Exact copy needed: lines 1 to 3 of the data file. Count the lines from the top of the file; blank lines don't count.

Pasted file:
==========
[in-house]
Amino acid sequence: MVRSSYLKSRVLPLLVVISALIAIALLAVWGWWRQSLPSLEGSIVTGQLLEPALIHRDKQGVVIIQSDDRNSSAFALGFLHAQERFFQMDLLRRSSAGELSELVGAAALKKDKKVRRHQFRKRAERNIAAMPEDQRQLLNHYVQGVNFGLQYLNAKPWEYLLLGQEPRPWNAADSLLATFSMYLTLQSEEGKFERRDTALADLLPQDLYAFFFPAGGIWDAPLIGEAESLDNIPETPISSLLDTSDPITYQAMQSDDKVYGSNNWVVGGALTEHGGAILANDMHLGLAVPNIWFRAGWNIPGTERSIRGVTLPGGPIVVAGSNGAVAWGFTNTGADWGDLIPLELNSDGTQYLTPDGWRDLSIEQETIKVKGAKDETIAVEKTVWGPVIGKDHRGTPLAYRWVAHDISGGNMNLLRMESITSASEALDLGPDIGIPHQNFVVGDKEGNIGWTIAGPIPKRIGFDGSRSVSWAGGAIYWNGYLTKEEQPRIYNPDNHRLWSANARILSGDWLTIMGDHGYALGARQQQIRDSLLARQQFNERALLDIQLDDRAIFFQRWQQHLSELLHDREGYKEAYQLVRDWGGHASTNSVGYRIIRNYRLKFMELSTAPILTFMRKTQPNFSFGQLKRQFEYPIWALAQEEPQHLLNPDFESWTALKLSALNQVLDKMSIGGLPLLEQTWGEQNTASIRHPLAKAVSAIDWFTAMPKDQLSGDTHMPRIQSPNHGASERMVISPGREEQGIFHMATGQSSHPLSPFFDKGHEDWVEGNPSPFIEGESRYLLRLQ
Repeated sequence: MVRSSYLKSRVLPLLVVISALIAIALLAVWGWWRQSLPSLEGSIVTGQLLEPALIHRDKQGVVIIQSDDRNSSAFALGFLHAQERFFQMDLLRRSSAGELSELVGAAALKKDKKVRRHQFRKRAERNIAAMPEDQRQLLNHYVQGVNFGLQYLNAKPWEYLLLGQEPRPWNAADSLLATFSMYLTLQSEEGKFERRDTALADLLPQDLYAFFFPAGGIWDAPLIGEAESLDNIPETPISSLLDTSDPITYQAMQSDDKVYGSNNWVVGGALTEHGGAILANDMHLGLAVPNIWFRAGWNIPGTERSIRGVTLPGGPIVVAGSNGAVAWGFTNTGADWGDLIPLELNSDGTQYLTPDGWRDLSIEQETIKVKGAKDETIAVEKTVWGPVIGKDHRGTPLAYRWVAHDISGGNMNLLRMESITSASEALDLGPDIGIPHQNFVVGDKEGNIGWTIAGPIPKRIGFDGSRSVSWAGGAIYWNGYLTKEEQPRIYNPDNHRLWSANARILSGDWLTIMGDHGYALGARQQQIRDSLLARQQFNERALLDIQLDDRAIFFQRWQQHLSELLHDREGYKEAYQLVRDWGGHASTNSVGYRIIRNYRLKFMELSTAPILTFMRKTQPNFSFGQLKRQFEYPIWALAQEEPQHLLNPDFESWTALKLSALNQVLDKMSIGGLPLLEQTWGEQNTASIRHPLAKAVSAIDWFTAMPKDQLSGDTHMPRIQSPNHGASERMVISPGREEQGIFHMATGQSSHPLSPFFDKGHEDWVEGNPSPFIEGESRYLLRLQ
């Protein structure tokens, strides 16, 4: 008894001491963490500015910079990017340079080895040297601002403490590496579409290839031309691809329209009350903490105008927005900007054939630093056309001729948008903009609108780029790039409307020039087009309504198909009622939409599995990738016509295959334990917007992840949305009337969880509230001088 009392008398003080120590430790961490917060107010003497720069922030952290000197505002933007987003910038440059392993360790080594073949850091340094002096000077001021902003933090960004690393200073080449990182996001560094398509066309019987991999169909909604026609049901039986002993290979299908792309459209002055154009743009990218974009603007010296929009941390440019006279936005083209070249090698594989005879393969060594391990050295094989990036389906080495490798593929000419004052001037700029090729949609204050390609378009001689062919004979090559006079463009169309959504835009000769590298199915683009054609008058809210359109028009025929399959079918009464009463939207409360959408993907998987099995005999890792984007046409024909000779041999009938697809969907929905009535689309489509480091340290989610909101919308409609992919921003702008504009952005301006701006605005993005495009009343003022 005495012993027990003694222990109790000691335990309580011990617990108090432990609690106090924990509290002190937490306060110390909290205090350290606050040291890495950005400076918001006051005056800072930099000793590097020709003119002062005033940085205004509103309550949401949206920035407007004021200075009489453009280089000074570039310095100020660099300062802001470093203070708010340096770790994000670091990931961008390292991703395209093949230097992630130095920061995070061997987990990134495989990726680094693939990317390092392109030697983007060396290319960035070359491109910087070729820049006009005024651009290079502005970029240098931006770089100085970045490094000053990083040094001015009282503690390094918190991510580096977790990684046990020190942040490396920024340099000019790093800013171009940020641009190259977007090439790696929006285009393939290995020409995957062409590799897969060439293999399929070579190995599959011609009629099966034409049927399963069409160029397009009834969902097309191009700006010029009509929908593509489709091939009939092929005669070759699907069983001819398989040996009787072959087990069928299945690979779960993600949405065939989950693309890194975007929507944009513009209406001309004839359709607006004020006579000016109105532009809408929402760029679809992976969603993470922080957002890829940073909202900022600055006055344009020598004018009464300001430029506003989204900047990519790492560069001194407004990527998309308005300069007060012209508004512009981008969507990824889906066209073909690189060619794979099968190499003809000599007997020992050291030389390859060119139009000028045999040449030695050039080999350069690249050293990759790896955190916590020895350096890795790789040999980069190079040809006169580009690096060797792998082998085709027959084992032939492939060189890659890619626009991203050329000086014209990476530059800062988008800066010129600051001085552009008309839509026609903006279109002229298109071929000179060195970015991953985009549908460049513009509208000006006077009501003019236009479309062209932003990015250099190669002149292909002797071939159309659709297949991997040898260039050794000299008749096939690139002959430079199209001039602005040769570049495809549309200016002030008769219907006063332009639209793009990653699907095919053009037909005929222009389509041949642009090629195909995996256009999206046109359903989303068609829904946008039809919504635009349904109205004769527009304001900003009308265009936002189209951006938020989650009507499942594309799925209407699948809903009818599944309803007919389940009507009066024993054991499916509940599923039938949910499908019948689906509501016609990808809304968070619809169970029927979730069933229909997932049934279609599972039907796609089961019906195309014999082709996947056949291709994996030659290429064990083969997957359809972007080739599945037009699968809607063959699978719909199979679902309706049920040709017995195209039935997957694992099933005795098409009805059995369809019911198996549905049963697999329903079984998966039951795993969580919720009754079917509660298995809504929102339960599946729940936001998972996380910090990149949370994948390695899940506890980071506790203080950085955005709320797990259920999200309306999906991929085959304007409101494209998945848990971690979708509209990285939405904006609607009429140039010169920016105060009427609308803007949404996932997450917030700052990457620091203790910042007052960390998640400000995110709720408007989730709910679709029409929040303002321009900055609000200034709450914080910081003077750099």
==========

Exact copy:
[in-house]
Amino acid sequence: MVRSSYLKSRVLPLLVVISALIAIALLAVWGWWRQSLPSLEGSIVTGQLLEPALIHRDKQGVVIIQSDDRNSSAFALGFLHAQERFFQMDLLRRSSAGELSELVGAAALKKDKKVRRHQFRKRAERNIAAMPEDQRQLLNHYVQGVNFGLQYLNAKPWEYLLLGQEPRPWNAADSLLATFSMYLTLQSEEGKFERRDTALADLLPQDLYAFFFPAGGIWDAPLIGEAESLDNIPETPISSLLDTSDPITYQAMQSDDKVYGSNNWVVGGALTEHGGAILANDMHLGLAVPNIWFRAGWNIPGTERSIRGVTLPGGPIVVAGSNGAVAWGFTNTGADWGDLIPLELNSDGTQYLTPDGWRDLSIEQETIKVKGAKDETIAVEKTVWGPVIGKDHRGTPLAYRWVAHDISGGNMNLLRMESITSASEALDLGPDIGIPHQNFVVGDKEGNIGWTIAGPIPKRIGFDGSRSVSWAGGAIYWNGYLTKEEQPRIYNPDNHRLWSANARILSGDWLTIMGDHGYALGARQQQIRDSLLARQQFNERALLDIQLDDRAIFFQRWQQHLSELLHDREGYKEAYQLVRDWGGHASTNSVGYRIIRNYRLKFMELSTAPILTFMRKTQPNFSFGQLKRQFEYPIWALAQEEPQHLLNPDFESWTALKLSALNQVLDKMSIGGLPLLEQTWGEQNTASIRHPLAKAVSAIDWFTAMPKDQLSGDTHMPRIQSPNHGASERMVISPGREEQGIFHMATGQSSHPLSPFFDKGHEDWVEGNPSPFIEGESRYLLRLQ
Repeated sequence: MVRSSYLKSRVLPLLVVISALIAIALLAVWGWWRQSLPSLEGSIVTGQLLEPALIHRDKQGVVIIQSDDRNSSAFALGFLHAQERFFQMDLLRRSSAGELSELVGAAALKKDKKVRRHQFRKRAERNIAAMPEDQRQLLNHYVQGVNFGLQYLNAKPWEYLLLGQEPRPWNAADSLLATFSMYLTLQSEEGKFERRDTALADLLPQDLYAFFFPAGGIWDAPLIGEAESLDNIPETPISSLLDTSDPITYQAMQSDDKVYGSNNWVVGGALTEHGGAILANDMHLGLAVPNIWFRAGWNIPGTERSIRGVTLPGGPIVVAGSNGAVAWGFTNTGADWGDLIPLELNSDGTQYLTPDGWRDLSIEQETIKVKGAKDETIAVEKTVWGPVIGKDHRGTPLAYRWVAHDISGGNMNLLRMESITSASEALDLGPDIGIPHQNFVVGDKEGNIGWTIAGPIPKRIGFDGSRSVSWAGGAIYWNGYLTKEEQPRIYNPDNHRLWSANARILSGDWLTIMGDHGYALGARQQQIRDSLLARQQFNERALLDIQLDDRAIFFQRWQQHLSELLHDREGYKEAYQLVRDWGGHASTNSVGYRIIRNYRLKFMELSTAPILTFMRKTQPNFSFGQLKRQFEYPIWALAQEEPQHLLNPDFESWTALKLSALNQVLDKMSIGGLPLLEQTWGEQNTASIRHPLAKAVSAIDWFTAMPKDQLSGDTHMPRIQSPNHGASERMVISPGREEQGIFHMATGQSSHPLSPFFDKGHEDWVEGNPSPFIEGESRYLLRLQ